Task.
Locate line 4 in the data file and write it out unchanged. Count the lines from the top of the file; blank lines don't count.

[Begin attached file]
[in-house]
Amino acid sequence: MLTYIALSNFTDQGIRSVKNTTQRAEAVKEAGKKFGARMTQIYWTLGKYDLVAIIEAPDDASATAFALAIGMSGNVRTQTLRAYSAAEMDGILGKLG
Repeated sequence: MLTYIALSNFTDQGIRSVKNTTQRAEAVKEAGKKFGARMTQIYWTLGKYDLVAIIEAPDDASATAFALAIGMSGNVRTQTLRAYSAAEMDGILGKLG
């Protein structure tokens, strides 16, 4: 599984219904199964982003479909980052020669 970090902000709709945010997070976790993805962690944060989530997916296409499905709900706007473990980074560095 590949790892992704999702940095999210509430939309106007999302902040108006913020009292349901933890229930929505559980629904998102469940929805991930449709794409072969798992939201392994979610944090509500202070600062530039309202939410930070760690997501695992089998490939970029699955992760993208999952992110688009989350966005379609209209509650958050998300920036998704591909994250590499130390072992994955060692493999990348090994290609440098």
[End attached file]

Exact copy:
């Protein structure tokens, strides 16, 4: 599984219904199964982003479909980052020669 970090902000709709945010997070976790993805962690944060989530997916296409499905709900706007473990980074560095 590949790892992704999702940095999210509430939309106007999302902040108006913020009292349901933890229930929505559980629904998102469940929805991930449709794409072969798992939201392994979610944090509500202070600062530039309202939410930070760690997501695992089998490939970029699955992760993208999952992110688009989350966005379609209209509650958050998300920036998704591909994250590499130390072992994955060692493999990348090994290609440098």